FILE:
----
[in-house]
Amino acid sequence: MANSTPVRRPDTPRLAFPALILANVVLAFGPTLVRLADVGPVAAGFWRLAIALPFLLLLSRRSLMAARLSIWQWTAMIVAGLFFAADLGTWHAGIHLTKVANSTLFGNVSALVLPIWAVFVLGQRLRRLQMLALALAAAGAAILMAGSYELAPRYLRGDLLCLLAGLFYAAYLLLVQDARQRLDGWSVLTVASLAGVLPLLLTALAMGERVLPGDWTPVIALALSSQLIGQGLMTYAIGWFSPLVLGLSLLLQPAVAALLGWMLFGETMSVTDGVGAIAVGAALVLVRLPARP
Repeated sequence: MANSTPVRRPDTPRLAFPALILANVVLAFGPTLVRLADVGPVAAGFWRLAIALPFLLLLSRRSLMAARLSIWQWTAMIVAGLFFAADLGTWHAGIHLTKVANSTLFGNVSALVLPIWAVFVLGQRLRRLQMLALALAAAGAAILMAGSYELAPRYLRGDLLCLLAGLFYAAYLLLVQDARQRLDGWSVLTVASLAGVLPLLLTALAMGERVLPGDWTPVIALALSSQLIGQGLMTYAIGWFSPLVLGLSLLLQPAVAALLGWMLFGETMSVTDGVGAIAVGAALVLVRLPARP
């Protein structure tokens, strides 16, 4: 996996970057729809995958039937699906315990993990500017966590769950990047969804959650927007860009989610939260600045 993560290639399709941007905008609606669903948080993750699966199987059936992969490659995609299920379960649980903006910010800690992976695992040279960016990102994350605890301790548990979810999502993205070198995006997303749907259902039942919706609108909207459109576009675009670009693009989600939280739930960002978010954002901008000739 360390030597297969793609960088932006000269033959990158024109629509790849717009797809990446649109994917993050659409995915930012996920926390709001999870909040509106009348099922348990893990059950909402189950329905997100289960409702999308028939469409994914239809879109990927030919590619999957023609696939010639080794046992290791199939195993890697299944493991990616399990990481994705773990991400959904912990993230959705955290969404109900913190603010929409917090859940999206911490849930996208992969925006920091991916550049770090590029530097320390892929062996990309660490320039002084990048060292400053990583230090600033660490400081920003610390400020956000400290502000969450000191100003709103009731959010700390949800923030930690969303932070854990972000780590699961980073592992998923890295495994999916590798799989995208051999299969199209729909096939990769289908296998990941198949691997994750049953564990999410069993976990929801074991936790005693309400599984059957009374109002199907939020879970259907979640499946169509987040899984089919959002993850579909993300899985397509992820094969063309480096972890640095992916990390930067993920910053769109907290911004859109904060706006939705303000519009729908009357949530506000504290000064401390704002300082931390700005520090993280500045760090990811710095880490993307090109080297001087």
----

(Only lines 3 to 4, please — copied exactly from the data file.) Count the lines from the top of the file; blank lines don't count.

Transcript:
Repeated sequence: MANSTPVRRPDTPRLAFPALILANVVLAFGPTLVRLADVGPVAAGFWRLAIALPFLLLLSRRSLMAARLSIWQWTAMIVAGLFFAADLGTWHAGIHLTKVANSTLFGNVSALVLPIWAVFVLGQRLRRLQMLALALAAAGAAILMAGSYELAPRYLRGDLLCLLAGLFYAAYLLLVQDARQRLDGWSVLTVASLAGVLPLLLTALAMGERVLPGDWTPVIALALSSQLIGQGLMTYAIGWFSPLVLGLSLLLQPAVAALLGWMLFGETMSVTDGVGAIAVGAALVLVRLPARP
């Protein structure tokens, strides 16, 4: 996996970057729809995958039937699906315990993990500017966590769950990047969804959650927007860009989610939260600045 993560290639399709941007905008609606669903948080993750699966199987059936992969490659995609299920379960649980903006910010800690992976695992040279960016990102994350605890301790548990979810999502993205070198995006997303749907259902039942919706609108909207459109576009675009670009693009989600939280739930960002978010954002901008000739 360390030597297969793609960088932006000269033959990158024109629509790849717009797809990446649109994917993050659409995915930012996920926390709001999870909040509106009348099922348990893990059950909402189950329905997100289960409702999308028939469409994914239809879109990927030919590619999957023609696939010639080794046992290791199939195993890697299944493991990616399990990481994705773990991400959904912990993230959705955290969404109900913190603010929409917090859940999206911490849930996208992969925006920091991916550049770090590029530097320390892929062996990309660490320039002084990048060292400053990583230090600033660490400081920003610390400020956000400290502000969450000191100003709103009731959010700390949800923030930690969303932070854990972000780590699961980073592992998923890295495994999916590798799989995208051999299969199209729909096939990769289908296998990941198949691997994750049953564990999410069993976990929801074991936790005693309400599984059957009374109002199907939020879970259907979640499946169509987040899984089919959002993850579909993300899985397509992820094969063309480096972890640095992916990390930067993920910053769109907290911004859109904060706006939705303000519009729908009357949530506000504290000064401390704002300082931390700005520090993280500045760090990811710095880490993307090109080297001087």